Behind the AI: Synthetic Chemical Benchmarks for Testing What Structure-based AI Models Are Learning

June 27, 2022
AI Technology, AI Drug Discovery

Our scientists have developed a set of chemical benchmarks to better understand exactly what our computational models are learning.

At Atomwise, AtomNet® structure-based models can quickly identify active compounds for protein targets from large chemical libraries for drug discovery projects. Understanding how models recognize features of molecular activity can shed light on, for example, important receptor-ligand interactions, biases toward particular functional groups, or target selectivity of compounds. However, it is still challenging to understand exactly what deep learning models are picking up during their training.

Atomwise scientists have developed a set of chemical benchmarks to assess what AtomNet® models are learning. Our graph convolutional architectures feature an attention mechanism, which can help scientists understand what molecular interactions the models focus on when learning a task. “The really big-picture idea of explainable AI projects like this one is to see if our model actually learns reasonable chemistry,” says Andreana Rosnik, a cheminformatics scientist at Atomwise.

To test if attention-based attribution provides quantitative information on how input features contribute to the network’s prediction, we first created a ground truth chemical benchmark set. Our team focused on recognizable molecular features that were simple and easy to compute, such as the number of hydrogen bonds in docked protein-ligand complexes. “Calculating hydrogen bonds with chemistry software tools is very straightforward so it stands to reason that a machine learning model should be able to do that easily too,” Rosnik says. “Most importantly, it's a question that we already know the answer to, and not an unknowable or complicated property. That makes it a great fit for a ground truth benchmark.”

There is another benefit to using the number of hydrogen bonds as a benchmark: they are usually correlated to some extent with how well a drug molecule fits into a binding site. “We put a lot of effort into making the models care about ligand poses,” Rosnik explains. “Examining hydrogen bonds can help us understand the intricacies of how our model differentiates between a good ligand-binding site fit and a bad one.”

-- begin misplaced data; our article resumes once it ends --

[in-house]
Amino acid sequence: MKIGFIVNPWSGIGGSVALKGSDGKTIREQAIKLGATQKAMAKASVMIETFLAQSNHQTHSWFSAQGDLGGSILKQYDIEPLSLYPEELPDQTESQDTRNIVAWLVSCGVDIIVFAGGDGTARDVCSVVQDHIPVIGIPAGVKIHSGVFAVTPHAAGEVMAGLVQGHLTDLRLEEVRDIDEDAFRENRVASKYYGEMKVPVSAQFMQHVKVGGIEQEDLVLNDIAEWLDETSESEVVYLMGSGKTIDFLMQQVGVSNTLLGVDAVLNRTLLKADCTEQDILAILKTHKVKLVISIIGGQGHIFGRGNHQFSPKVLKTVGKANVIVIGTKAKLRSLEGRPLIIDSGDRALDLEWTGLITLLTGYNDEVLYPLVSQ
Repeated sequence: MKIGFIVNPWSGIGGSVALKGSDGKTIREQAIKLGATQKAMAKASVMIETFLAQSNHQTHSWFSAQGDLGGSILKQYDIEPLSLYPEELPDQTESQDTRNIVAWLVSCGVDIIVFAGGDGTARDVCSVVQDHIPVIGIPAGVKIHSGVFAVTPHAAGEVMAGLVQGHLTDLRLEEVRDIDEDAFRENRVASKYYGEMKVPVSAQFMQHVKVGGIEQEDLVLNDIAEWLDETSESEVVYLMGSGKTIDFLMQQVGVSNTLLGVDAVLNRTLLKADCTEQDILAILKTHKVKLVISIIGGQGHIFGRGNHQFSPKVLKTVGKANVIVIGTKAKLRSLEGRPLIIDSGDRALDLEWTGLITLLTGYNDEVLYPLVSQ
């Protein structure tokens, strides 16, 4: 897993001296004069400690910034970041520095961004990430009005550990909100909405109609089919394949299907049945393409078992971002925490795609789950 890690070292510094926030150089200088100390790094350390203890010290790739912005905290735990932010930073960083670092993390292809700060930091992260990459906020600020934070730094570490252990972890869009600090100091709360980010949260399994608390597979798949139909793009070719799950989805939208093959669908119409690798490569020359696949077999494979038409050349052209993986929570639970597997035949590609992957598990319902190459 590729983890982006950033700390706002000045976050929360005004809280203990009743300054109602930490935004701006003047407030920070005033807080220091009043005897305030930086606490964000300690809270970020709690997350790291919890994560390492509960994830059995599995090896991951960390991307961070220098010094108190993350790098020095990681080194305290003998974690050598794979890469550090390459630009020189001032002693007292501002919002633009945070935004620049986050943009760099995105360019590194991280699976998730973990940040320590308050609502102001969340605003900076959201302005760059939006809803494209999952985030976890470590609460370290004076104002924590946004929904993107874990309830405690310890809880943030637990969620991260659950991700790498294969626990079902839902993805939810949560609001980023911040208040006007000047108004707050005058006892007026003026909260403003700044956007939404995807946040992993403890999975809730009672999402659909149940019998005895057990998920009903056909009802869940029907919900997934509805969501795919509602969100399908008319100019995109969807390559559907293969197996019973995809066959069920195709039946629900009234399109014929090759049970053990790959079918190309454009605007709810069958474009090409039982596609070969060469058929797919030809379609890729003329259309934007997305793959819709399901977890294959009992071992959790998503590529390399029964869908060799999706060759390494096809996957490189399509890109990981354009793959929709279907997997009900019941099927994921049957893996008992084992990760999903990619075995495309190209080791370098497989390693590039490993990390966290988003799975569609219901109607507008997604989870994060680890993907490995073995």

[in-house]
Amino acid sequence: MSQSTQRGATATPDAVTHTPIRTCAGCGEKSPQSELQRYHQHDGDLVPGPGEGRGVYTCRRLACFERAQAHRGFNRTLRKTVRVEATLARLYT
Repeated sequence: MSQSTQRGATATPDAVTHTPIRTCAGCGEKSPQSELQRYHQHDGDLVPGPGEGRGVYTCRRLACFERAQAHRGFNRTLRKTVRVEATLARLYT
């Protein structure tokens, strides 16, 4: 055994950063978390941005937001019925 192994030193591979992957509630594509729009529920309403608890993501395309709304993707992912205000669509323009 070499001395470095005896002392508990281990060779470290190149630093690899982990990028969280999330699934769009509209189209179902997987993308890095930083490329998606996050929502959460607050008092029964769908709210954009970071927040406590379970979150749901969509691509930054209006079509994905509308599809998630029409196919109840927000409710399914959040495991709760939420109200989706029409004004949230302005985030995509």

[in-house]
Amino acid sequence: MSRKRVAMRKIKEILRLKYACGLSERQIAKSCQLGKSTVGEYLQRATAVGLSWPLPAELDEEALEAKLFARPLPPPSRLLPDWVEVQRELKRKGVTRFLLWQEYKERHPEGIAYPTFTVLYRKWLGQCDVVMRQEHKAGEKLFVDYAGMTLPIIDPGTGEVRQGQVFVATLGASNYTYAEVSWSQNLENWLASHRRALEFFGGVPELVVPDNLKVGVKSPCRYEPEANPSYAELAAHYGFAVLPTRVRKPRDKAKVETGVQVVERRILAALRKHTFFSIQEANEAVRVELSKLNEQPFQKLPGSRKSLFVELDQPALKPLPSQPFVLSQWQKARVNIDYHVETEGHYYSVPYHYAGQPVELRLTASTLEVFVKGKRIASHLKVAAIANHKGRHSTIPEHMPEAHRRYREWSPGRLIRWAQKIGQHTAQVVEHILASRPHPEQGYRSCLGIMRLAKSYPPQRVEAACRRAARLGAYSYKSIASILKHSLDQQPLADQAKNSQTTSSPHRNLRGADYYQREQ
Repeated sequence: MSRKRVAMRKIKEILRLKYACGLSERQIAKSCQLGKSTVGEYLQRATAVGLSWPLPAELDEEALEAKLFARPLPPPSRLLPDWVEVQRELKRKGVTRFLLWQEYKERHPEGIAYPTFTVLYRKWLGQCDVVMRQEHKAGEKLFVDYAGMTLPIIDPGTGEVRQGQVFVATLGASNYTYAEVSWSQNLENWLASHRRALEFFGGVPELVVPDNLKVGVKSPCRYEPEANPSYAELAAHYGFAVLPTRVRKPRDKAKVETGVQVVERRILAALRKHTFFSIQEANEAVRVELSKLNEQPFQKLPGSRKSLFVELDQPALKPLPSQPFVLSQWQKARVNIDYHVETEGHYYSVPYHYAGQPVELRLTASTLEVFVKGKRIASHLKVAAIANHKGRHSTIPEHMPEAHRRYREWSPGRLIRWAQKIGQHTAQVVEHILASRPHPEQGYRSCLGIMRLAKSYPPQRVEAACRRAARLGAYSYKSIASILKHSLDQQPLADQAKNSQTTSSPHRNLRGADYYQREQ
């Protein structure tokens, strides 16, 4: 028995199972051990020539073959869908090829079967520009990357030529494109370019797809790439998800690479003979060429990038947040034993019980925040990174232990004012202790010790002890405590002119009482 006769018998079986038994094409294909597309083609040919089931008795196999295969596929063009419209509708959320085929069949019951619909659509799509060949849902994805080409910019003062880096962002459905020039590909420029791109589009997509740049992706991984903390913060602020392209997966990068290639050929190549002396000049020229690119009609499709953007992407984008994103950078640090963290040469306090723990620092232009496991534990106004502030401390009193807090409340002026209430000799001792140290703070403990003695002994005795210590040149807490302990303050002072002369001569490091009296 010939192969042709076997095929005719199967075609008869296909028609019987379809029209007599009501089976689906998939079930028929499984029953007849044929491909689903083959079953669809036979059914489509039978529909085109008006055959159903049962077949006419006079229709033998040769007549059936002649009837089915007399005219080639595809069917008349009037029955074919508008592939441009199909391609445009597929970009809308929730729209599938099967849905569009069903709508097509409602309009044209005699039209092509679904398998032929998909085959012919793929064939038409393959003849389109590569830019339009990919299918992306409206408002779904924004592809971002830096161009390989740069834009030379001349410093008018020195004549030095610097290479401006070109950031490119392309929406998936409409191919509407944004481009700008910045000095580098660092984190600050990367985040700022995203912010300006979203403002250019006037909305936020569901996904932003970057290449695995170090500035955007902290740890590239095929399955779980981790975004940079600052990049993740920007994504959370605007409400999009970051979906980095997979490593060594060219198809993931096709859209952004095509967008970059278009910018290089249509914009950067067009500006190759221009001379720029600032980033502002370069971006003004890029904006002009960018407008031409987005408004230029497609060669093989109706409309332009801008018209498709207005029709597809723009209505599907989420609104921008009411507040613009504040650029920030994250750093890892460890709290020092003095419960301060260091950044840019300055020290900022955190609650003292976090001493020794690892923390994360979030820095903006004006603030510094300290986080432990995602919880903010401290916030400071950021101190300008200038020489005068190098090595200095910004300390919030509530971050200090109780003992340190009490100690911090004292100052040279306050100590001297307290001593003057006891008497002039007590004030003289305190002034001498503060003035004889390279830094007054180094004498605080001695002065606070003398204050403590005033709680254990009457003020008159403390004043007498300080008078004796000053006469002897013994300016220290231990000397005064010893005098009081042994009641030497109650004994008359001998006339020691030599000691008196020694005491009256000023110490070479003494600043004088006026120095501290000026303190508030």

Next, Rosnik curated a subset of publicly available data from the Protein Data Bank. The resulting data set contained several thousand target compounds and millions of associated protein-ligand poses and their bioactivity affinities that provided lots of examples of hydrogen bonds. Our team then compared the model’s predictions to the actual number of hydrogen bonds for particular protein-ligand poses. The predicted values were virtually identical to the true number of hydrogen bonds in the protein-ligand structures they assessed. Importantly, the AtomNet® model’s attention mechanism identified hydrogen bond donors and acceptors to a high degree of accuracy, validating the attention-based attribution approach used in our structure-based models.


Strikingly, the models also learned important details about the components of the protein-ligand poses. “When we use the model to classify pose quality or predict pKi (binding affinity) values, we can see that it is paying attention to the things that we would expect it to for those labels as well,” Rosnik explains. “For example, when it is looking at a pose, it recognizes that there is more than a single atom involved. For pKis, it looks at the R-groups that confer the activity.”

andreana-rosnik-256x256There are several opportunities to expand on this project. For example, explainable AI can help predict structure-activity relationships at scale in drug discovery projects by quantifying how R-groups contribute to compound activity. “That will help our medicinal chemists build and evaluate hypotheses about large portions of chemical space, ultimately accelerating drug discovery timelines,” Rosnik says.

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Presentation:  Dr. Andreana Rosnik was selected to present on this topic at the American Chemical Society 2022 Spring meeting. Take a deeper dive by viewing her presentation deck:

About Atomwise

Atomwise is a technology-enabled pharmaceutical company leveraging the power of AI to revolutionize small molecule drug discovery. The Atomwise team invented the use of deep learning for structure-based drug design; this technology underpins Atomwise’s best-in-class AI discovery engine, which is differentiated by its ability to find and optimize novel chemical matter.

Atomwise has extensively validated its discovery engine, delivering success in over 185 projects to-date including a wide-variety of protein types and numerous “hard-to-drug” targets. Atomwise is building a wholly-owned pipeline of small-molecule drug candidates, with three programs in lead-optimization and over 30 programs in discovery.

The company has raised over $174 million from leading venture capital firms to advance its mission to make better medicines, faster.

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